LAING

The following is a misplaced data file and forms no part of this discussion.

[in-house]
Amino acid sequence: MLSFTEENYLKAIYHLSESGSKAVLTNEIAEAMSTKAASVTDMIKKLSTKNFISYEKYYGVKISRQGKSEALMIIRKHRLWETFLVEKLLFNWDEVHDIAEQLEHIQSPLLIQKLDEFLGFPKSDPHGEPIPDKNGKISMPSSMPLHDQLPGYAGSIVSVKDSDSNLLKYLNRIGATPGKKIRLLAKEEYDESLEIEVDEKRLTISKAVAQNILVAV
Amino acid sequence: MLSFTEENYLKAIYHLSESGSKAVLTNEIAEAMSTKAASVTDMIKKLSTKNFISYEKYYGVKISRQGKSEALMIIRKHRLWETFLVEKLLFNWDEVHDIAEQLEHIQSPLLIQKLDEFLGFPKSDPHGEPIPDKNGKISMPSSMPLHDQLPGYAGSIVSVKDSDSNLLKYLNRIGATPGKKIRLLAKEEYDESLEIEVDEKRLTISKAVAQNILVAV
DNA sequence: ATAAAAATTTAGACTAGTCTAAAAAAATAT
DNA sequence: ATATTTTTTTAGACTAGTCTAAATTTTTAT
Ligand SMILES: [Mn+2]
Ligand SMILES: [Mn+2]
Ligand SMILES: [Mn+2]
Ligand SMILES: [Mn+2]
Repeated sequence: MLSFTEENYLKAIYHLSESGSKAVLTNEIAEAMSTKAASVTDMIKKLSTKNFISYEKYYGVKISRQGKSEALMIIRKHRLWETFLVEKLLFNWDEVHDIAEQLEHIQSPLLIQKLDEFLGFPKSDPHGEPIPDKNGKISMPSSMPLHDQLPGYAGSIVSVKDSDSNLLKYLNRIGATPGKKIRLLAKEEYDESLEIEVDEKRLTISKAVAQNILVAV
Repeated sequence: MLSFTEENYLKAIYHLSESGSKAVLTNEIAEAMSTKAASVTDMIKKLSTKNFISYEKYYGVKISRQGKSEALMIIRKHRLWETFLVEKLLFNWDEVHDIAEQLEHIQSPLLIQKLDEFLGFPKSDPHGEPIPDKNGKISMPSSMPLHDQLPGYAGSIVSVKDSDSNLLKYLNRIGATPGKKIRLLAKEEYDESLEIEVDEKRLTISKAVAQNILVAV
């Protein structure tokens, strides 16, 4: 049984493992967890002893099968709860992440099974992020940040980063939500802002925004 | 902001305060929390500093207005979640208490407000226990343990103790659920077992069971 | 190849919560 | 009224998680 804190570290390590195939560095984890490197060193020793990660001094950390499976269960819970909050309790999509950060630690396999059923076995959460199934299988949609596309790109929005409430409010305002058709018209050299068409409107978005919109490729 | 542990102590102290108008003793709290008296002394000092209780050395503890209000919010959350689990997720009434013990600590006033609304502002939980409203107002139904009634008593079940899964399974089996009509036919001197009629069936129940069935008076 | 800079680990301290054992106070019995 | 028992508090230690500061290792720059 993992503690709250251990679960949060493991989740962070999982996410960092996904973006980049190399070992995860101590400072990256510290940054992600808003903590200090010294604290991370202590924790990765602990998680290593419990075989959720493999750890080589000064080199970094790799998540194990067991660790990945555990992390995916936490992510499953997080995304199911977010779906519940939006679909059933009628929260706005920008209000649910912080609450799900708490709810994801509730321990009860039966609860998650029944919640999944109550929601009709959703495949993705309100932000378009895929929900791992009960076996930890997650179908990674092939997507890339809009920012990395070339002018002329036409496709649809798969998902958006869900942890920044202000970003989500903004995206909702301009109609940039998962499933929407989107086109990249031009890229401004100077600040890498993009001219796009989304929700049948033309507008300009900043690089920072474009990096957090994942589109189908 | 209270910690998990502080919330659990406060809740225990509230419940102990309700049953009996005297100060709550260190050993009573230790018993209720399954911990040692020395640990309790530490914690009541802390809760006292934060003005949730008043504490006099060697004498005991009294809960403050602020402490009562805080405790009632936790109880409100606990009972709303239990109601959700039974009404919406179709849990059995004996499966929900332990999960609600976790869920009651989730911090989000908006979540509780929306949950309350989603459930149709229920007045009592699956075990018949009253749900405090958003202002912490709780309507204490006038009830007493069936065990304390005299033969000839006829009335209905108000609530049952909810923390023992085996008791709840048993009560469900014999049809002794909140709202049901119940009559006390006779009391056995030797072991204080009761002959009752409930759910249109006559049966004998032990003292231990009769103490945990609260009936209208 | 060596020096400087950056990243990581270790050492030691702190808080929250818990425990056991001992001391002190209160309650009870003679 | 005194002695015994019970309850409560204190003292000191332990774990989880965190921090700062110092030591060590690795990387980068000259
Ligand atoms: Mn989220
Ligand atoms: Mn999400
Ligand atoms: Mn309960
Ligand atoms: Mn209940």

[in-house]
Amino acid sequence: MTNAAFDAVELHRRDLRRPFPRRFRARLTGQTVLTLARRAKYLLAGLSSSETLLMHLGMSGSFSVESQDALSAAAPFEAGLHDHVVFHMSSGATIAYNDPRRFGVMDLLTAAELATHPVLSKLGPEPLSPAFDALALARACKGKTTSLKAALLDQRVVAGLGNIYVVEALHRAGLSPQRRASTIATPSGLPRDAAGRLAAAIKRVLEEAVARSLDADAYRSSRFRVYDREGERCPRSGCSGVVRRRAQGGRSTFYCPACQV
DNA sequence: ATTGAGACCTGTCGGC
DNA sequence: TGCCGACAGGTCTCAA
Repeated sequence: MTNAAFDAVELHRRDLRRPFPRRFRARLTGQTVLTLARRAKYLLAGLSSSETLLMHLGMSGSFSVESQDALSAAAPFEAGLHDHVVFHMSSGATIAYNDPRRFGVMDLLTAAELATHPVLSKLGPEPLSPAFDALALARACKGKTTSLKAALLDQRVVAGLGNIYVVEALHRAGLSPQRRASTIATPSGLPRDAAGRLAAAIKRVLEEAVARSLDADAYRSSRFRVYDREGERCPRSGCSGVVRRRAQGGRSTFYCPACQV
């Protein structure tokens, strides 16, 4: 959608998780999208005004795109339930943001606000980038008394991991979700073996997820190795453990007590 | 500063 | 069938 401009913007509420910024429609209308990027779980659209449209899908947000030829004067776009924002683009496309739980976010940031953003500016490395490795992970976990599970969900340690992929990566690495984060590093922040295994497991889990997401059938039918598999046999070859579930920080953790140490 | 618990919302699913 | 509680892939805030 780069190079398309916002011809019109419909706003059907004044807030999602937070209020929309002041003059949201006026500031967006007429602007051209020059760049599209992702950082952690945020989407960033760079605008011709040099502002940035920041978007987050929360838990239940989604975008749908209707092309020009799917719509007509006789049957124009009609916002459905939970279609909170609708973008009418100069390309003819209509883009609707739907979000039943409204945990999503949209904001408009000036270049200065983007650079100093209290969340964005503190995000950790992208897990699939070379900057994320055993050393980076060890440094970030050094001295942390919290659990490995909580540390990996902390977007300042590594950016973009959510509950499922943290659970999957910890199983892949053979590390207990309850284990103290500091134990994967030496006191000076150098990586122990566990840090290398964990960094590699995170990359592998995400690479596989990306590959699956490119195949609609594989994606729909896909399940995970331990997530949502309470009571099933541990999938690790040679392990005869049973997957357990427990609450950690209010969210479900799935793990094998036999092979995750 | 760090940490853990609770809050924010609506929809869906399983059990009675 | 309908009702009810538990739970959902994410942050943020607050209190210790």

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LAING, Alexander Gordon, was born at Edinburgh, in 1794, entered the army, served for several years in the West Indies, and, in 1820, was sent, with the rank of lieutenant and adjutant, to Sierra Leone. In 1821-22, major Laing was despatched on several missions from Sierra Leone, through the Timannee,Kooranko and Soolima countries, with the view of forming commercial arrangements. On the last of these journeys, he had reason to believe that the source of the Niger (q. v.) lay much farther to the south than Park (q. v.) had supposed. At Falaba he was assured he might reach it in three days, had not the Kissi nation, in whose territory it was situated, been at war with the Soolimanas, with whom he then resided. (See his Journal.) In 1826, he undertook to penetrate to Timbuctoo (q. v.), and started from Tripoli, crossing the desert by way of Ghadamir. On his journey, he was attacked by a band of Tuaricks, who wounded him severely, and left him for dead. He, however, recovered, and reached Timbuctoo August 18, where he remained upwards of a month. Several letters were received from him while there, stating that he had collected ample materials for the geography of this part of Africa. Being obliged to leave Timbuctoo by the sultan of Masina, into whose power the city had fallen, he hired a Moorish merchant to accompany and protect him, on his route by Sego to the coast. Three days after leaving the city, he was murdered by the person who had undertaken to guard him. The fate of his papers is uncertain. It has been suggested by English reviews (Quarterly Re view, No. 84), that Rousseau, French consul at Tripoli, has become possessed of them. Caille gives a different account of his death. (See Narrative of Discovery in Africa, by Jameson, Wilson and Murray (Edinb. 1830), forming No. J6 of Harper's Family Library, New York, 1831.)